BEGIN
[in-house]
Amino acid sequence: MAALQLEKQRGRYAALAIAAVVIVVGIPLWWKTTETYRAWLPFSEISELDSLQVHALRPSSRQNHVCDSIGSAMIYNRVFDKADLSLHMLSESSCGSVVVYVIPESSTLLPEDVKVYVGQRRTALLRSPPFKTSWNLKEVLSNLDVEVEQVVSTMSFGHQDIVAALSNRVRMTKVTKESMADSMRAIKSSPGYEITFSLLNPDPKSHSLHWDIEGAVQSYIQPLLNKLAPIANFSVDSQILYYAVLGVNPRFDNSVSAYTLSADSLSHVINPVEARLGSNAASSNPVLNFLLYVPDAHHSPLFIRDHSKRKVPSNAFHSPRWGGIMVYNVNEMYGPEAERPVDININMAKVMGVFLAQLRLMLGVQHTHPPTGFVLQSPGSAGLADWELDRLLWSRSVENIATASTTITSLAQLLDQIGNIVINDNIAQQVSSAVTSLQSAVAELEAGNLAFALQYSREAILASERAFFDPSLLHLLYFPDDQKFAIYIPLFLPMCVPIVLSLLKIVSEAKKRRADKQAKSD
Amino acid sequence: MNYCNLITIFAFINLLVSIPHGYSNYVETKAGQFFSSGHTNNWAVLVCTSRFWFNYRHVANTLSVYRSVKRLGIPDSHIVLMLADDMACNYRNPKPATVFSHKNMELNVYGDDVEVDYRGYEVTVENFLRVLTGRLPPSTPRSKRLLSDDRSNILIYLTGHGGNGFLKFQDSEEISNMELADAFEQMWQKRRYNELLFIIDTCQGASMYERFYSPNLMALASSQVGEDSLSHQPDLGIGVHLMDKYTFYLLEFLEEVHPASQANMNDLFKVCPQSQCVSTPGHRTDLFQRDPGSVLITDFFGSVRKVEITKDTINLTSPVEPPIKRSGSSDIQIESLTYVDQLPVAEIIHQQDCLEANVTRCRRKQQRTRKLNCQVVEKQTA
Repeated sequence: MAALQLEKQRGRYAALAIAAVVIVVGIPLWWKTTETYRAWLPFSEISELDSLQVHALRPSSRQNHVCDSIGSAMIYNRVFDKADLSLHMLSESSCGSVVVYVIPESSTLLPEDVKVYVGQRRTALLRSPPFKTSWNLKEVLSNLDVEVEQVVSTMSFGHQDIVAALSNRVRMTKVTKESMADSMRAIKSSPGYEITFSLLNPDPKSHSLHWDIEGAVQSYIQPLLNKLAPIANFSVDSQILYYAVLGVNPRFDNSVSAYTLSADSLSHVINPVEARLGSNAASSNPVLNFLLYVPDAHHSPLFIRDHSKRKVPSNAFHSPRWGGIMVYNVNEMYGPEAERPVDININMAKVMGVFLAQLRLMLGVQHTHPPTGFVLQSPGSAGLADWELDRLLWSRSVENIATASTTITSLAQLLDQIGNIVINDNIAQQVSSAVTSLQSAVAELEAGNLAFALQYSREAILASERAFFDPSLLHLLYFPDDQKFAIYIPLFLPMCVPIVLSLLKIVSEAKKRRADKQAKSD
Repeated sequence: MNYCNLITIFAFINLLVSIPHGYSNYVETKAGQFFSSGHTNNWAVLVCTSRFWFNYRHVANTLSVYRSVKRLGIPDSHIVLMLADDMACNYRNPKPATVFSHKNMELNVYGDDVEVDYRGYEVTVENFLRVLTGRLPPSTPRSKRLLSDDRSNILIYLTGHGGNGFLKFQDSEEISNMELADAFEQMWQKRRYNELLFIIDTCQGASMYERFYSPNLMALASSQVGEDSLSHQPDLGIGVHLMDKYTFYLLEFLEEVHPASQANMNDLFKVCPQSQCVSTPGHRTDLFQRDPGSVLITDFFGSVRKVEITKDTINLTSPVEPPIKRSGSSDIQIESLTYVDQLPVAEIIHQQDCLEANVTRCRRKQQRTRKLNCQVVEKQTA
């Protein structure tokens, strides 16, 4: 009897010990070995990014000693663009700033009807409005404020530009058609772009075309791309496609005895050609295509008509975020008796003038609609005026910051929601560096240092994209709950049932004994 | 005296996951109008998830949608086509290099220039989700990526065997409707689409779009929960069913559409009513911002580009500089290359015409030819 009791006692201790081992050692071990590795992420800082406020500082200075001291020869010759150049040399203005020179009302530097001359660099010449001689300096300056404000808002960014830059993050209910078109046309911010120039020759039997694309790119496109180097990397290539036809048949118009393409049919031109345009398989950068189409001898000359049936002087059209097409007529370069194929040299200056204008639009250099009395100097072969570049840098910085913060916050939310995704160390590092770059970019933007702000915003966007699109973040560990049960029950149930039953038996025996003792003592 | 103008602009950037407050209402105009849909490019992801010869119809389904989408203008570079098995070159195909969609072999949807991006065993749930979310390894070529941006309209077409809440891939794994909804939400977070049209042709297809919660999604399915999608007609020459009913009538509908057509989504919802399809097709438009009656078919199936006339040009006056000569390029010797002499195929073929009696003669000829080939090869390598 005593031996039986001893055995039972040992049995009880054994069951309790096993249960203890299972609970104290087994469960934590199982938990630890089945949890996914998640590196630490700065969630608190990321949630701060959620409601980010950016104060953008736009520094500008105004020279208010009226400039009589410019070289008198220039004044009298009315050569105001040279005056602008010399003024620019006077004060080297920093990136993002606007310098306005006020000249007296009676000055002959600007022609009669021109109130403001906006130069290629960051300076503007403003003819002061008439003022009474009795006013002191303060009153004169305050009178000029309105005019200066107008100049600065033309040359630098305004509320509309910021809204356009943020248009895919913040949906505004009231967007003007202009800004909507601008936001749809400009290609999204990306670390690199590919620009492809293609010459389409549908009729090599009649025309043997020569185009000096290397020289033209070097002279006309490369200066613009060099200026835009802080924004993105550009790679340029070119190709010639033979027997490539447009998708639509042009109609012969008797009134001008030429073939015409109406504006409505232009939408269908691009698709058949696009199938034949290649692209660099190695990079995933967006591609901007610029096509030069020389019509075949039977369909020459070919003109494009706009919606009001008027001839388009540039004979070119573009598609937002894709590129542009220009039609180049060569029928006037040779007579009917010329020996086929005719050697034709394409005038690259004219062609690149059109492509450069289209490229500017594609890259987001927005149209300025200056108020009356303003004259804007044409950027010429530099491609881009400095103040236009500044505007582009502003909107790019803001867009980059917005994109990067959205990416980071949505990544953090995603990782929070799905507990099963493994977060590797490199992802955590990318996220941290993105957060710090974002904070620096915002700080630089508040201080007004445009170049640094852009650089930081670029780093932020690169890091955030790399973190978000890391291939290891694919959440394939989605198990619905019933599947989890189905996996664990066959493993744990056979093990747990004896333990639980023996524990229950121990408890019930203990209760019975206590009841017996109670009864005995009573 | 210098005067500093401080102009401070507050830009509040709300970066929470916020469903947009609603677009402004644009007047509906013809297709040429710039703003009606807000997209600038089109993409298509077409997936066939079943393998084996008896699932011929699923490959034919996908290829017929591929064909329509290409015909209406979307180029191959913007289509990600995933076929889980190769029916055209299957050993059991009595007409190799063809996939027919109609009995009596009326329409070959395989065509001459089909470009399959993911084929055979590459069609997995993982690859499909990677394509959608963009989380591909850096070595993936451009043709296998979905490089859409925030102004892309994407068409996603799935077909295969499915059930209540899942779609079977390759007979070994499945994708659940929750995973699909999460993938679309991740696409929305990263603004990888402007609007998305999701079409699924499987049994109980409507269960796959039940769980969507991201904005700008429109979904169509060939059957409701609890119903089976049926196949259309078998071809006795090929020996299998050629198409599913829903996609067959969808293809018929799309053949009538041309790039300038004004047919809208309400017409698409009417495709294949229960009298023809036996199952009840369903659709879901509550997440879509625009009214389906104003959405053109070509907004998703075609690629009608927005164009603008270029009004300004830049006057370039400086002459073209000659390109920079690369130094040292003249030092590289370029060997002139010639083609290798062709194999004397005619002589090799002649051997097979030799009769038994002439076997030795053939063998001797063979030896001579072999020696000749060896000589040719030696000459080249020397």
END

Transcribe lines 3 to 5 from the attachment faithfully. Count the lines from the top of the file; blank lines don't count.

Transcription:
Amino acid sequence: MNYCNLITIFAFINLLVSIPHGYSNYVETKAGQFFSSGHTNNWAVLVCTSRFWFNYRHVANTLSVYRSVKRLGIPDSHIVLMLADDMACNYRNPKPATVFSHKNMELNVYGDDVEVDYRGYEVTVENFLRVLTGRLPPSTPRSKRLLSDDRSNILIYLTGHGGNGFLKFQDSEEISNMELADAFEQMWQKRRYNELLFIIDTCQGASMYERFYSPNLMALASSQVGEDSLSHQPDLGIGVHLMDKYTFYLLEFLEEVHPASQANMNDLFKVCPQSQCVSTPGHRTDLFQRDPGSVLITDFFGSVRKVEITKDTINLTSPVEPPIKRSGSSDIQIESLTYVDQLPVAEIIHQQDCLEANVTRCRRKQQRTRKLNCQVVEKQTA
Repeated sequence: MAALQLEKQRGRYAALAIAAVVIVVGIPLWWKTTETYRAWLPFSEISELDSLQVHALRPSSRQNHVCDSIGSAMIYNRVFDKADLSLHMLSESSCGSVVVYVIPESSTLLPEDVKVYVGQRRTALLRSPPFKTSWNLKEVLSNLDVEVEQVVSTMSFGHQDIVAALSNRVRMTKVTKESMADSMRAIKSSPGYEITFSLLNPDPKSHSLHWDIEGAVQSYIQPLLNKLAPIANFSVDSQILYYAVLGVNPRFDNSVSAYTLSADSLSHVINPVEARLGSNAASSNPVLNFLLYVPDAHHSPLFIRDHSKRKVPSNAFHSPRWGGIMVYNVNEMYGPEAERPVDININMAKVMGVFLAQLRLMLGVQHTHPPTGFVLQSPGSAGLADWELDRLLWSRSVENIATASTTITSLAQLLDQIGNIVINDNIAQQVSSAVTSLQSAVAELEAGNLAFALQYSREAILASERAFFDPSLLHLLYFPDDQKFAIYIPLFLPMCVPIVLSLLKIVSEAKKRRADKQAKSD
Repeated sequence: MNYCNLITIFAFINLLVSIPHGYSNYVETKAGQFFSSGHTNNWAVLVCTSRFWFNYRHVANTLSVYRSVKRLGIPDSHIVLMLADDMACNYRNPKPATVFSHKNMELNVYGDDVEVDYRGYEVTVENFLRVLTGRLPPSTPRSKRLLSDDRSNILIYLTGHGGNGFLKFQDSEEISNMELADAFEQMWQKRRYNELLFIIDTCQGASMYERFYSPNLMALASSQVGEDSLSHQPDLGIGVHLMDKYTFYLLEFLEEVHPASQANMNDLFKVCPQSQCVSTPGHRTDLFQRDPGSVLITDFFGSVRKVEITKDTINLTSPVEPPIKRSGSSDIQIESLTYVDQLPVAEIIHQQDCLEANVTRCRRKQQRTRKLNCQVVEKQTA